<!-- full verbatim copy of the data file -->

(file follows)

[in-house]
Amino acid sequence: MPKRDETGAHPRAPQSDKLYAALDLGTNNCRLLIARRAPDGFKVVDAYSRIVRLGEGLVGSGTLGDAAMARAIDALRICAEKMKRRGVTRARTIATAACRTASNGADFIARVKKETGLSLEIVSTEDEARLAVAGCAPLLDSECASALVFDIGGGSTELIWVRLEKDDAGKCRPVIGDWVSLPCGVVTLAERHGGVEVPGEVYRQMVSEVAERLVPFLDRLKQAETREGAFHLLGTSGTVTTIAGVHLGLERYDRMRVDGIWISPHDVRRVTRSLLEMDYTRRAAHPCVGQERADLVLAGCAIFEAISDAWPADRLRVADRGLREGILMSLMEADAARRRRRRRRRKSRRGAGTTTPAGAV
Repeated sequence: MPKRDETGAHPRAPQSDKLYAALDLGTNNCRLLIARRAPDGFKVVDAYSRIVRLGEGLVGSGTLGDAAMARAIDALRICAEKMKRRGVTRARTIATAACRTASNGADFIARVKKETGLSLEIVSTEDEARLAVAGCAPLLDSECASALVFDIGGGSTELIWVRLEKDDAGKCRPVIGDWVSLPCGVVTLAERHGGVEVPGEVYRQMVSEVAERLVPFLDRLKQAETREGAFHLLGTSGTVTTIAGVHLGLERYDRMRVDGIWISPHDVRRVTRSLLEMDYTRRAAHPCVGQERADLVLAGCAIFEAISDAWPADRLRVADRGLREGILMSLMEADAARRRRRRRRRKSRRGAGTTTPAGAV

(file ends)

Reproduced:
[in-house]
Amino acid sequence: MPKRDETGAHPRAPQSDKLYAALDLGTNNCRLLIARRAPDGFKVVDAYSRIVRLGEGLVGSGTLGDAAMARAIDALRICAEKMKRRGVTRARTIATAACRTASNGADFIARVKKETGLSLEIVSTEDEARLAVAGCAPLLDSECASALVFDIGGGSTELIWVRLEKDDAGKCRPVIGDWVSLPCGVVTLAERHGGVEVPGEVYRQMVSEVAERLVPFLDRLKQAETREGAFHLLGTSGTVTTIAGVHLGLERYDRMRVDGIWISPHDVRRVTRSLLEMDYTRRAAHPCVGQERADLVLAGCAIFEAISDAWPADRLRVADRGLREGILMSLMEADAARRRRRRRRRKSRRGAGTTTPAGAV
Repeated sequence: MPKRDETGAHPRAPQSDKLYAALDLGTNNCRLLIARRAPDGFKVVDAYSRIVRLGEGLVGSGTLGDAAMARAIDALRICAEKMKRRGVTRARTIATAACRTASNGADFIARVKKETGLSLEIVSTEDEARLAVAGCAPLLDSECASALVFDIGGGSTELIWVRLEKDDAGKCRPVIGDWVSLPCGVVTLAERHGGVEVPGEVYRQMVSEVAERLVPFLDRLKQAETREGAFHLLGTSGTVTTIAGVHLGLERYDRMRVDGIWISPHDVRRVTRSLLEMDYTRRAAHPCVGQERADLVLAGCAIFEAISDAWPADRLRVADRGLREGILMSLMEADAARRRRRRRRRKSRRGAGTTTPAGAV